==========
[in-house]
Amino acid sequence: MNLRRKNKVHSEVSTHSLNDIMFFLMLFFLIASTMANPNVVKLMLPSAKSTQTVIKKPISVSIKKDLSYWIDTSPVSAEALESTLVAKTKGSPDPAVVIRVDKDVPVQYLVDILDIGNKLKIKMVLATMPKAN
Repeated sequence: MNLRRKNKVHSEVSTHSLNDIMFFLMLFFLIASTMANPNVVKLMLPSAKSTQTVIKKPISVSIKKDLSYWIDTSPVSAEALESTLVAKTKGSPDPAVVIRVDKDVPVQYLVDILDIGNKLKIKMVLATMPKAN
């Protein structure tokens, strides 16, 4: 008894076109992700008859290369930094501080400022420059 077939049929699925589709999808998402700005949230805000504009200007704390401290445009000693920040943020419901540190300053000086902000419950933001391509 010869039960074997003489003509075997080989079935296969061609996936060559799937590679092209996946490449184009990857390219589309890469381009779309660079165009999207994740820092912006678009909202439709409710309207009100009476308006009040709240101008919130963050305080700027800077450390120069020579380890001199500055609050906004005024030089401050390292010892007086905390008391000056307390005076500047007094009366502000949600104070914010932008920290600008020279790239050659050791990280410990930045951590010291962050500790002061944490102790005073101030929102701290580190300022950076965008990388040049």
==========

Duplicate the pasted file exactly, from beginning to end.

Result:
[in-house]
Amino acid sequence: MNLRRKNKVHSEVSTHSLNDIMFFLMLFFLIASTMANPNVVKLMLPSAKSTQTVIKKPISVSIKKDLSYWIDTSPVSAEALESTLVAKTKGSPDPAVVIRVDKDVPVQYLVDILDIGNKLKIKMVLATMPKAN
Repeated sequence: MNLRRKNKVHSEVSTHSLNDIMFFLMLFFLIASTMANPNVVKLMLPSAKSTQTVIKKPISVSIKKDLSYWIDTSPVSAEALESTLVAKTKGSPDPAVVIRVDKDVPVQYLVDILDIGNKLKIKMVLATMPKAN
């Protein structure tokens, strides 16, 4: 008894076109992700008859290369930094501080400022420059 077939049929699925589709999808998402700005949230805000504009200007704390401290445009000693920040943020419901540190300053000086902000419950933001391509 010869039960074997003489003509075997080989079935296969061609996936060559799937590679092209996946490449184009990857390219589309890469381009779309660079165009999207994740820092912006678009909202439709409710309207009100009476308006009040709240101008919130963050305080700027800077450390120069020579380890001199500055609050906004005024030089401050390292010892007086905390008391000056307390005076500047007094009366502000949600104070914010932008920290600008020279790239050659050791990280410990930045951590010291962050500790002061944490102790005073101030929102701290580190300022950076965008990388040049």